2 cups sugar

2 cups water

1 teaspoon Chinese five spice powder

1 tablespoon cinnamon

 

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Directions

Step 1) Peel zucchini and remove 1/2 inch from each end. Slice peeled zucchini in half lengthwise and scoop out all of the seeds. The pulpy middle, which contains seeds, is a brighter white color than the outer flesh – scrape out all of the pulp with a spoon and add this to your compost pile. Slice the zucchini flesh into bite size pieces, approximately 1 inch long and 1/3 inch thick. You should have about 24 cups of zucchini pieces.

Step 2) Combine zucchini pieces and all remaining ingredients in a large pot. Bring to a boil, stirring occasionally. Reduce heat and allow zucchini to simmer until slightly softened, about 5 minutes. Proceed with any of the following options:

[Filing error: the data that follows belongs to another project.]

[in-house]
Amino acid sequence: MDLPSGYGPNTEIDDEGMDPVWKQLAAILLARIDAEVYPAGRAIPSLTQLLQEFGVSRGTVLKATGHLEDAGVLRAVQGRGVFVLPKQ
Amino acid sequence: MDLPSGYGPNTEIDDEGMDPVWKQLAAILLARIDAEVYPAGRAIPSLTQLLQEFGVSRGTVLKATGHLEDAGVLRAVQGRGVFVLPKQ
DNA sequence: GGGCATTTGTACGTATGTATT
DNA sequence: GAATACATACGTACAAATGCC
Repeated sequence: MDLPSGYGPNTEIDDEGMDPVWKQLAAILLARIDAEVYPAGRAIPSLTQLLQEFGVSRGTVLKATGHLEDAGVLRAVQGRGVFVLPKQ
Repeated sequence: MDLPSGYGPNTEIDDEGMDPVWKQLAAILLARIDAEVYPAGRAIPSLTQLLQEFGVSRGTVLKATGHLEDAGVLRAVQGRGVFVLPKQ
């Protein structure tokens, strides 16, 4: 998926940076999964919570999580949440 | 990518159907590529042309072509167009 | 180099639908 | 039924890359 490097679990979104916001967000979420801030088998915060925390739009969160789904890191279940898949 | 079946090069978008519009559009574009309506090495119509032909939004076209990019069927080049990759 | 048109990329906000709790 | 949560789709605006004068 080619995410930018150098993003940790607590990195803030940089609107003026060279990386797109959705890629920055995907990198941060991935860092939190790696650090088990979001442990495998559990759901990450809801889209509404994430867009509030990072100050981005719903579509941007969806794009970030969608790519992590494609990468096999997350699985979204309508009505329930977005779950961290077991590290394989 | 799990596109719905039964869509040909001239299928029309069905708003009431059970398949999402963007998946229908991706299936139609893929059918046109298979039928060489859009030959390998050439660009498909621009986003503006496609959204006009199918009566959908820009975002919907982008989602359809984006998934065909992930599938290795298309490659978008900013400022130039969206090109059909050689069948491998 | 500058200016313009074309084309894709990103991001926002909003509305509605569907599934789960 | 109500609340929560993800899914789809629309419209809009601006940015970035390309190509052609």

Option 1) To freeze your zucchini apples, allow the zucchini to cool slightly. Then, ladle the zucchini apples into quart size freezer bags. Squeeze out the air, seal tightly, and freeze. You’ll end up with 6 to 8 freezer bags of zucchini apples.

WIN_20160724_120815Option 2) To can your zucchini apples, ladle them hot into sterilized canning jars. Leave 1/2 inch of head space. Seal with lids and bands, and process in a boiling water bath for 15 minutes.

 

Option 3) To make zucchini apple crisp, place 8 cups of zucchini apples from Step 2 in a medium size pot. In a small bowl or cup, whisk together 1/2 cup of water and 1 tablespoon of corn starch. Drizzle this mixture over the zucchini apples, and bring the pot to a boil. Boil for 1 minute or until liquid is thickened. Transfer mixture to a greased 2 quart baking dish.